2008 Ballot Initiative Outcomes in Georgia and Other States


(APN) ATLANTA — With numerous statewide initiatives on the ballot in Georgia and in other states on November 04, 2008, the following is a review of the outcomes of these initiatives:

In Georgia, voters considered three different constitutional amendments.

Voters approved one that will encourage preservation of Georgia’s forests through conservation property tax reductions.

Voters narrowly approved another amendment that will allow counties, municipalities, local boards of education to redirect tax funds from public schools to community redevelopment, via the Tax Allocation District program, which was intended to fund the Beltline project.

TADs were criticized by many concerned about the diversion of education dollars for development projects which displace poor people and decrease affordable housing.


The TADs had previously been ruled unconstitutional by the Supreme Court. The intent of the constitutional amendment is so that the TADs will no longer be unconstitutional.

On a separate item, Georgians narrowly defeated the creation of special Infrastructure Development Districts for underserved areas.

Meanwhile, a number of issues, including abortion, marijuana, same-sex marriage, and the environment, were all on the table across the country on November 4. Here is a closer look at some key votes.


In California, 52 percent of voters approved Proposition 8, which amends the state constitution to define marriage as between one man and one woman. Approving this proposition nullifies the California State Supreme Court’s May 2008 decision that legalized same-sex marriage.

Stay tuned to Atlanta Progressive News for more about this controversial decision by California voters to revoke people’s rights, which is already facing legal challenges.

Voters in Arizona and Florida also voted to amend their constitutions to define marriage as a union between one man and one woman.

Arkansas voters approved a measure that bans unmarried sexual partners from adopting children or serving as foster parents. The law applies to same sex and opposite sex partners.


California voters rejected a proposition that would have required a physician to notify the parent or legal guardian of a minor at least 48 hours before performing an abortion involving that minor.

South Dakota failed to pass a measure that would have outlawed abortions in all cases except when the mother’s health or life is at risk or if rape or incest is involved, for pregnancies of less than 20 weeks.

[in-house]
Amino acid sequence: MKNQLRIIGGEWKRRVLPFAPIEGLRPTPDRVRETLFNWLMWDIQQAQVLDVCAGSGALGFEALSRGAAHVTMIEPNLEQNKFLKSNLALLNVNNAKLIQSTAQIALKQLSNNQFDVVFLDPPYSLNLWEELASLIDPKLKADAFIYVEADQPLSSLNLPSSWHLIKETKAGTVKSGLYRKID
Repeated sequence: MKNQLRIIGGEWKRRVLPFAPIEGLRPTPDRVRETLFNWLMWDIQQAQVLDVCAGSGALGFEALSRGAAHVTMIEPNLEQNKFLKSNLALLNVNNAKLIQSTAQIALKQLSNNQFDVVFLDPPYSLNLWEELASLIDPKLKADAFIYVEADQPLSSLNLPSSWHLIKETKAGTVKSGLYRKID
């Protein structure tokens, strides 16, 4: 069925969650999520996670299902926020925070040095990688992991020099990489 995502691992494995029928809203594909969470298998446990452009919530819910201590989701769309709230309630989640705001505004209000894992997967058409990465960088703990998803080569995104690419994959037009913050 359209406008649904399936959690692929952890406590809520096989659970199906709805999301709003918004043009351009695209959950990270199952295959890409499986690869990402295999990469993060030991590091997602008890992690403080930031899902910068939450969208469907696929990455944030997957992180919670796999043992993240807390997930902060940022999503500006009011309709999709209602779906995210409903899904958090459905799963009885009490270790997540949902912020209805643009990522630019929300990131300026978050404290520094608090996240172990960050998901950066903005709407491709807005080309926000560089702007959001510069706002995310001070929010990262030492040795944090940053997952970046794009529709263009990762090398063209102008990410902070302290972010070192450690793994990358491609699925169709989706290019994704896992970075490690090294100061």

In Colorado, a proposed amendment to the state constitution that would have defined a person to include “any human being from the moment of fertilization” failed overwhelmingly. The proposal would have essentially outlawed all abortions.

Michigan voters approved a measure that will amend the state constitution to permit human embryonic stem cell research with certain restrictions. Any embryos used for research must have been created for fertility research purposes, must have been discarded, and must not be used over two weeks after cell division begins.


California’s Propositions 7 and 10 would have provided a boost to the environment but voters rejected both by wide margins.

Proposition 7 would have required utilities to generate 20 percent of their power from renewable energy by 2010. It would have raised the requirements to 40 percent by 2020 and 50 percent by 2025.

Proposition 10 would have provided $3.425 billion to consumers and others to purchase certain high fuel economy or alternative fuel vehicles, including natural gas, and to fund research into alternative fuel technologies.

Additionally, the measure would have provided $1.25 billion for research, development, and production of renewable energy technology and incentives for purchasing solar and renewable energy technology.


Voters in Massachusetts voted to remove the threat of arrest or jail for possessing an ounce or less of marijuana and replacing it with a $100 fine, which could be paid through the mail rather than getting lawyers and courts involved.

Michigan approved an initiative that will allow registered patients with certain debilitating medical conditions to use medical marijuana. Unregistered patients and primary caregivers will be allowed to provide medical reasons for using marijuana as a defense to any prosecution involving marijuana.

Fayetteville, Arkansas, and Hawaii County, Hawaii, both approved measures that would make adult marijuana possession laws the lowest priority for local law enforcement.

About the author:

Jonathan Springston is a Senior Staff Writer for The Atlanta Progressive News and is reachable is jonathan@atlantaprogressivenews.com

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